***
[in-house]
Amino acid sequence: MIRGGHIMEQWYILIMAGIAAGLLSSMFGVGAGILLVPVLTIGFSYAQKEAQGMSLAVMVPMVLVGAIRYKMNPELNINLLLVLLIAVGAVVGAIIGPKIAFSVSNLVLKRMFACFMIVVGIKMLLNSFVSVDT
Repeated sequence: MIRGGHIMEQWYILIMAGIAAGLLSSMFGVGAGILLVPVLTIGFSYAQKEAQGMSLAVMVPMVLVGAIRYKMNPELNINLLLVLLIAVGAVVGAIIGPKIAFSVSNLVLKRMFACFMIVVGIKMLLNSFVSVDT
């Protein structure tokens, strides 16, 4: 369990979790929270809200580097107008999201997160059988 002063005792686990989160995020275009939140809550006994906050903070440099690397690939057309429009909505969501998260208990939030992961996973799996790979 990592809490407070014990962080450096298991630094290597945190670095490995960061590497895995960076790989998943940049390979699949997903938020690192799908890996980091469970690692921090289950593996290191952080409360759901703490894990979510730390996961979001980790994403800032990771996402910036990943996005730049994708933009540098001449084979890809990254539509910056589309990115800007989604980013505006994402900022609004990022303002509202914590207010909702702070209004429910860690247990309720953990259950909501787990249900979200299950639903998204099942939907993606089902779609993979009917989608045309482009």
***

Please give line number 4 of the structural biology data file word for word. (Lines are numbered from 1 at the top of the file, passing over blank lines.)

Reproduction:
């Protein structure tokens, strides 16, 4: 369990979790929270809200580097107008999201997160059988 002063005792686990989160995020275009939140809550006994906050903070440099690397690939057309429009909505969501998260208990939030992961996973799996790979 990592809490407070014990962080450096298991630094290597945190670095490995960061590497895995960076790989998943940049390979699949997903938020690192799908890996980091469970690692921090289950593996290191952080409360759901703490894990979510730390996961979001980790994403800032990771996402910036990943996005730049994708933009540098001449084979890809990254539509910056589309990115800007989604980013505006994402900022609004990022303002509202914590207010909702702070209004429910860690247990309720953990259950909501787990249900979200299950639903998204099942939907993606089902779609993979009917989608045309482009």